Ireland, who has photographed Williams’s structures for the past four years, most loved shooting the Williams-designed memorial mausoleum at the Westside Jewish cemetery, Hillside Memorial Park (where he also designed the Al Jolson memorial). It was the stillness of the mausoleum that appealed to her—a unique place to observe his work in peace and quiet.
During Ireland’s sessions in various homes, offices and administrative buildings, she was often focused on what momentous historical events were happening during the time Williams was designing the structure. “I’ve asked myself many times whether I would have been able to do what he did, whether I would have been able to put up with what he put up with,” she said. “I really admire his perseverance.”
In her book’s foreword, Ireland contemplates what Williams means not just to Los Angeles, but to her family and, most importantly, her two young sons:
“It is not the beauty of Williams’s work that inspires me, though it does bring me a lot of pleasure. It is the thought of him grinding day after day in this city, patiently building his practice, and proving his detractors wrong that makes me return to his work. My photographs of Williams’s buildings are as much a tribute to his labor and persistence as they are a tribute to his talent. I am proud to live and work in Paul Williams’s city. If Williams could become one of the most notable architects of the twentieth century here, what can my children become in the twenty-first?”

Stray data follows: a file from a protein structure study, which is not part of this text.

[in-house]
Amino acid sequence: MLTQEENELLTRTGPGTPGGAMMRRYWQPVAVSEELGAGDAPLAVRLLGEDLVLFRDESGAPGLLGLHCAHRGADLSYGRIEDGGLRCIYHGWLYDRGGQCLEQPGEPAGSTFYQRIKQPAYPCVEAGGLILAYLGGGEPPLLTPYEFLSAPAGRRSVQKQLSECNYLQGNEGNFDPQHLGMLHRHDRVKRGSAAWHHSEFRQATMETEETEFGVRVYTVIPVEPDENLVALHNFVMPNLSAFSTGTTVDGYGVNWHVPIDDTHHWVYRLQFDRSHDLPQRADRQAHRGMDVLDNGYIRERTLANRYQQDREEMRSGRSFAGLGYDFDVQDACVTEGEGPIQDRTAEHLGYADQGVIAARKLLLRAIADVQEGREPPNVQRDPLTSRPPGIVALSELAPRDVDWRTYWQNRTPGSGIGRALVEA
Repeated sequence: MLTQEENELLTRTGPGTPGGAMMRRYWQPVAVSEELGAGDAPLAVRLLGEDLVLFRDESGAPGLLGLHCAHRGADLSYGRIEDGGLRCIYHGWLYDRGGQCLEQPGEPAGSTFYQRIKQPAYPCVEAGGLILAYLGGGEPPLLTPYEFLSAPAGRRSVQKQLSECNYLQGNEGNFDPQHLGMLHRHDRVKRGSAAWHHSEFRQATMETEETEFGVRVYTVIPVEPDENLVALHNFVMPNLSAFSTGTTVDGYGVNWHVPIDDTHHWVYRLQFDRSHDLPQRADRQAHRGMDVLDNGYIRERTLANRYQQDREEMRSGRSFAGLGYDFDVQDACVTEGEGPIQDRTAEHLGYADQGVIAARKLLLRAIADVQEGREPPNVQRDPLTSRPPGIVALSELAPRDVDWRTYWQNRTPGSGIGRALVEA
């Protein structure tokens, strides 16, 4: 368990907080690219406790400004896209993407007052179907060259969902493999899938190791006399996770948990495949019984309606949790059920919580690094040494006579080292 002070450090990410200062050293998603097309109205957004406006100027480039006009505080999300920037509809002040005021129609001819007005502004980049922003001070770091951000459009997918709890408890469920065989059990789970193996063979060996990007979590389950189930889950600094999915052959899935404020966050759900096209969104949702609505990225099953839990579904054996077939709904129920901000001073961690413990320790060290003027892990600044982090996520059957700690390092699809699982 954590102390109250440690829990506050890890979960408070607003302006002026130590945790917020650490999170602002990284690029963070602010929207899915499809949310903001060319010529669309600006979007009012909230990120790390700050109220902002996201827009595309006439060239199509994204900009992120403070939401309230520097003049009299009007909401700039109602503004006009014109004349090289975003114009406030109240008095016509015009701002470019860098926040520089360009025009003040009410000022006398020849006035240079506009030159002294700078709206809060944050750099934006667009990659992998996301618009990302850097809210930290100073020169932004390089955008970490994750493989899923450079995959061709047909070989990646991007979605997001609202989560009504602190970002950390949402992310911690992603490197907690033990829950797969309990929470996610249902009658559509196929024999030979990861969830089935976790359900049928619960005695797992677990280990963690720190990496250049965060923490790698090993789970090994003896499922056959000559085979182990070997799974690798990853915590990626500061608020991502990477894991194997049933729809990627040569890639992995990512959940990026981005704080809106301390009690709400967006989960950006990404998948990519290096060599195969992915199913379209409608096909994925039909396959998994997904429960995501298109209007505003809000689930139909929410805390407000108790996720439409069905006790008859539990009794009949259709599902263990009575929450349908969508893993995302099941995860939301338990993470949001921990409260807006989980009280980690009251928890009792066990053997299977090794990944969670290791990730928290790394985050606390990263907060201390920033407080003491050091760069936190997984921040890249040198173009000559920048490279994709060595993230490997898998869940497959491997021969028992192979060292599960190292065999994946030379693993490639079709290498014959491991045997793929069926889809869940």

It is a question she will continue to try and answer. Though the book may be completed, Ireland is far from done with Paul Williams. She recently photographed a private home he designed in Ojai, switching to color film for the session. She plans to continue her photos of his structures, regarding him with her cool, practical, elegant eye. But asked if she would like to live in a Paul Williams house, Ireland said no—at least not until her children are older.
“It would be too much pressure,” she said with a laugh.